Mycotoxins produced by Pithomyces chartarum.
Animals most affected
Ingestion of rye grass (Lolium species) contaminated by sporidesmin during autumn
following periods of drought (particularly a problem in the south of France, Australia
and New Zealand). Poisoning is still known as ‘ruminants' facial eczema'.
Sporidesmin causes photosensitivity secondary to hepatic damage.
Clinical features and lesions
These present 10-20 days following ingestion of the toxins:
oedema of the lips and eyelids;
inflammation and swelling of the ears and face (and in unpigmented areas);
fall in milk production;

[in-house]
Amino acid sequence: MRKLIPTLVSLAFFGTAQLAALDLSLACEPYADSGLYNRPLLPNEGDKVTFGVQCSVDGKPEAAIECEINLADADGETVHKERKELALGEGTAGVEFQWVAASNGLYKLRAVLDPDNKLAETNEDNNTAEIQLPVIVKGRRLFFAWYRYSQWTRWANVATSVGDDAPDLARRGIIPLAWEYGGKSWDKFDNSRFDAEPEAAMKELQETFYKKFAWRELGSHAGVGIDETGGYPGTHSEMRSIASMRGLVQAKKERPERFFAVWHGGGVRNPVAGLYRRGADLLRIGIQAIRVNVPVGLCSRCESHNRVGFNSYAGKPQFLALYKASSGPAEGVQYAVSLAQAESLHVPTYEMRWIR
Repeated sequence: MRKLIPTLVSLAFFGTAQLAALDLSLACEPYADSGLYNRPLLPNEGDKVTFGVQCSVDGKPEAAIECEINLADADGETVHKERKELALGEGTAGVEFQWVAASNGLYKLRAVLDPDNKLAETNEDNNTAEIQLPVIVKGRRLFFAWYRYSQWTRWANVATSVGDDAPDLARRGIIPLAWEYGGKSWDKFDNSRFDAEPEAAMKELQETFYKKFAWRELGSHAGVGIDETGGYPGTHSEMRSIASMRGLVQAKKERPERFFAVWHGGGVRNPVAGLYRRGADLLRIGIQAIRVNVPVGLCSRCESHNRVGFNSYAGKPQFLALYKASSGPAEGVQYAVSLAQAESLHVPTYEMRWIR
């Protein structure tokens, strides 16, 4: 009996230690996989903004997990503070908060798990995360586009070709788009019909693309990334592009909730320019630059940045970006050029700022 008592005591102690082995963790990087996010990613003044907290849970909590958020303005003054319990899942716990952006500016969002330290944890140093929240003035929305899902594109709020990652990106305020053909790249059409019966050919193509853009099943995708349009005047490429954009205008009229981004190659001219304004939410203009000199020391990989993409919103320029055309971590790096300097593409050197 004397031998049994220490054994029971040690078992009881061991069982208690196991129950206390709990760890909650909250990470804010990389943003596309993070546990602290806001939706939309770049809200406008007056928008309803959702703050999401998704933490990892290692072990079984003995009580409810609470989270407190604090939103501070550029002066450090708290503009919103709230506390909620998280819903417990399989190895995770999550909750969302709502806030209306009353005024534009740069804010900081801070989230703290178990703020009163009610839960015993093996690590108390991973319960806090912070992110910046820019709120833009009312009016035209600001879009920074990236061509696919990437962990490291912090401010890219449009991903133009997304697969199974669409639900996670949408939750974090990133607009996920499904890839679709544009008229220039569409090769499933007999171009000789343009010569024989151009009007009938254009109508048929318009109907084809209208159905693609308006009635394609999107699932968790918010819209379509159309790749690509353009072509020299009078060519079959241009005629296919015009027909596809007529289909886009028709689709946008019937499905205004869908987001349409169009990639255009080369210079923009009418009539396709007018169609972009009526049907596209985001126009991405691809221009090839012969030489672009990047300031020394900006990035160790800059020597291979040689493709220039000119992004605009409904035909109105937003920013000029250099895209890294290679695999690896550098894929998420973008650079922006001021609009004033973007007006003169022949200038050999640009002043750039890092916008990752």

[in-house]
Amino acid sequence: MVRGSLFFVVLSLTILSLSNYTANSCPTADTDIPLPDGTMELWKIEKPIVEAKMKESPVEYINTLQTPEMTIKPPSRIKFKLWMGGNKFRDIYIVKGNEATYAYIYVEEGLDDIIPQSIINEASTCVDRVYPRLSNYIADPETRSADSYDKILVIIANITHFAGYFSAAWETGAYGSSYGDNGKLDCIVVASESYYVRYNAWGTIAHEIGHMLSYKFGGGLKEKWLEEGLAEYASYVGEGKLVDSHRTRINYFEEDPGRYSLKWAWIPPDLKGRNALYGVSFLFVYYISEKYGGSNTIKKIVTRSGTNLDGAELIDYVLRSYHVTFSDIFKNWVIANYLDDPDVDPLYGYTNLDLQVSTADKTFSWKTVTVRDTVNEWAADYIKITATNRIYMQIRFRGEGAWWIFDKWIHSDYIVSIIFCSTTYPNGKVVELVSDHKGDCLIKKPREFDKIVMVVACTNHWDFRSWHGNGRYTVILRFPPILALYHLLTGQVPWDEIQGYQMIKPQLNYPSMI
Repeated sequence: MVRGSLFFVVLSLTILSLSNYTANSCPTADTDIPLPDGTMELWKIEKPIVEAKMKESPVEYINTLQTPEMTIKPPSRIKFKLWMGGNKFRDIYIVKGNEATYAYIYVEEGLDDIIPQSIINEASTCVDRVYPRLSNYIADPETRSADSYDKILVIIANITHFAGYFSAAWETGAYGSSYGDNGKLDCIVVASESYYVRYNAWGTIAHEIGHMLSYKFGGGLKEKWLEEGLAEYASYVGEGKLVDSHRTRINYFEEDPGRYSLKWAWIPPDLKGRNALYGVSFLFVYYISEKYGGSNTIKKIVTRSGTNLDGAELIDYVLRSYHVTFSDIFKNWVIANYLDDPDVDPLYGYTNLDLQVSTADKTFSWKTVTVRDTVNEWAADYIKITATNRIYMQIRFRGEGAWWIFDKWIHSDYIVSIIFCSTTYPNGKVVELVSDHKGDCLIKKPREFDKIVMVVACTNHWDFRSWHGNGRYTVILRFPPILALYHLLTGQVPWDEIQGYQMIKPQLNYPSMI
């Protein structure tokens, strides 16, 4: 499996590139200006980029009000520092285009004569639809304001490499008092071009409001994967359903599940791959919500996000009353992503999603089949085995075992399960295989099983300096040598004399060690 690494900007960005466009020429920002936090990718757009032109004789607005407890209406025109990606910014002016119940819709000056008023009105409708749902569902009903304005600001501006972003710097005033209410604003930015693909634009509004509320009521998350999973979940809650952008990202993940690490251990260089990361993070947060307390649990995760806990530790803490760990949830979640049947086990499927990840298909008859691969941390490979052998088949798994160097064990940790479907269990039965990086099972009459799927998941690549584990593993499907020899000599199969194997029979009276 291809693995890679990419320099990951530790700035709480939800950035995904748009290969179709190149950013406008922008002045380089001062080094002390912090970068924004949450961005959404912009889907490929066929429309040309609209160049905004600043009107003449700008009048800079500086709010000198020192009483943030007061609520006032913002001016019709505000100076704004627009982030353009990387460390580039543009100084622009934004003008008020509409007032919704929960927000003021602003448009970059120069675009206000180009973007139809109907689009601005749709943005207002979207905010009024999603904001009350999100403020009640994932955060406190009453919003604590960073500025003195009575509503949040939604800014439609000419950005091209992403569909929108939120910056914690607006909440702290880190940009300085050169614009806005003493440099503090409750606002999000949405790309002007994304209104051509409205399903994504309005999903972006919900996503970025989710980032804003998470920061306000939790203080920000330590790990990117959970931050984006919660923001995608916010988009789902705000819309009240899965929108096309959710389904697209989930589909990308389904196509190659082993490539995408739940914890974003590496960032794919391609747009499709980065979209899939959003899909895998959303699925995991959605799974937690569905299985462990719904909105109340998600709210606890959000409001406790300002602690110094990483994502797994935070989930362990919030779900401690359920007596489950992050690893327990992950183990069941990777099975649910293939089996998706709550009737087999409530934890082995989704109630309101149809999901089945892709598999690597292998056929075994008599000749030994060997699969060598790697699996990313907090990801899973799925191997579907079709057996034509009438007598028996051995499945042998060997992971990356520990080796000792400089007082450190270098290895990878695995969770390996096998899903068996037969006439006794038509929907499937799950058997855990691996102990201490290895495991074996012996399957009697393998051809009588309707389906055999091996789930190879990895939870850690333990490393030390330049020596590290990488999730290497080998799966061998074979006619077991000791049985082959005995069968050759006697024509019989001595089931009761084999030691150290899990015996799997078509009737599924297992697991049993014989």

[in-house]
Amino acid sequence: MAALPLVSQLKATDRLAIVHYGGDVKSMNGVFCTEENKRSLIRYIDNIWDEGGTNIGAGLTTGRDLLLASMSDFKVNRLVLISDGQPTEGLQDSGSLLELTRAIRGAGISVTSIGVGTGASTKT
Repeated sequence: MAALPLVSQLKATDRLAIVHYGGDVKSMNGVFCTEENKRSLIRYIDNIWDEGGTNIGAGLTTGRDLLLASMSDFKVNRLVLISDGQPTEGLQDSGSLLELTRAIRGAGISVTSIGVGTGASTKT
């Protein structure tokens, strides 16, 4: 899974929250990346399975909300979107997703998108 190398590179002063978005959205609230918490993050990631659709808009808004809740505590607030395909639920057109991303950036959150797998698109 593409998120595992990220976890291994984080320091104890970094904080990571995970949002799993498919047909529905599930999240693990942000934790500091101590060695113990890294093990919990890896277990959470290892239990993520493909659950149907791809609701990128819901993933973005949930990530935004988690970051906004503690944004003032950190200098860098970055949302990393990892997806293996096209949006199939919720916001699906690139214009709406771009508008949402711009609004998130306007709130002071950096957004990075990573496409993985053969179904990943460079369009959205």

moderate to severe jaundice;
haemolysis with haemoglobinuria;
possible fatal outcome within 10 days of exposure.
No antidote. Symptomatic care only:
place animal in a shaded area, or out of sunlight;
a sample of dried plant material taken from ground level;
a sample of faeces to be taken less than 24 hours after grazing on the field
suspected of being contaminated; the samples for mycological analysis should
be taken either directly from the animal or from the area where it has been grazing.